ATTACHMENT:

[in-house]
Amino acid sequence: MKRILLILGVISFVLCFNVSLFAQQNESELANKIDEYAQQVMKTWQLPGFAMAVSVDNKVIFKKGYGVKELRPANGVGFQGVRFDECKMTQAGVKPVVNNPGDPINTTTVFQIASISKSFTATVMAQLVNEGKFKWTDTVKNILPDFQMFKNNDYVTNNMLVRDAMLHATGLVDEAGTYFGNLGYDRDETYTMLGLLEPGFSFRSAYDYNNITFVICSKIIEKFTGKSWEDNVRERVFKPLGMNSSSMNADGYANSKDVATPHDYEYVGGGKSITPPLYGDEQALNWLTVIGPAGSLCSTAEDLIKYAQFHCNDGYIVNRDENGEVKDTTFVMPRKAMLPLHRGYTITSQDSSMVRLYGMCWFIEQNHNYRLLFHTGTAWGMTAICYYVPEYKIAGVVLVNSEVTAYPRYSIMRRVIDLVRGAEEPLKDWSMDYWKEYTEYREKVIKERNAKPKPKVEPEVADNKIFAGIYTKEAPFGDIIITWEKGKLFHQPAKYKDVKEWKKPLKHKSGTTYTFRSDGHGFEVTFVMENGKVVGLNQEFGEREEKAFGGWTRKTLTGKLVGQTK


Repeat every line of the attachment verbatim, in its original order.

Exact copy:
[in-house]
Amino acid sequence: MKRILLILGVISFVLCFNVSLFAQQNESELANKIDEYAQQVMKTWQLPGFAMAVSVDNKVIFKKGYGVKELRPANGVGFQGVRFDECKMTQAGVKPVVNNPGDPINTTTVFQIASISKSFTATVMAQLVNEGKFKWTDTVKNILPDFQMFKNNDYVTNNMLVRDAMLHATGLVDEAGTYFGNLGYDRDETYTMLGLLEPGFSFRSAYDYNNITFVICSKIIEKFTGKSWEDNVRERVFKPLGMNSSSMNADGYANSKDVATPHDYEYVGGGKSITPPLYGDEQALNWLTVIGPAGSLCSTAEDLIKYAQFHCNDGYIVNRDENGEVKDTTFVMPRKAMLPLHRGYTITSQDSSMVRLYGMCWFIEQNHNYRLLFHTGTAWGMTAICYYVPEYKIAGVVLVNSEVTAYPRYSIMRRVIDLVRGAEEPLKDWSMDYWKEYTEYREKVIKERNAKPKPKVEPEVADNKIFAGIYTKEAPFGDIIITWEKGKLFHQPAKYKDVKEWKKPLKHKSGTTYTFRSDGHGFEVTFVMENGKVVGLNQEFGEREEKAFGGWTRKTLTGKLVGQTK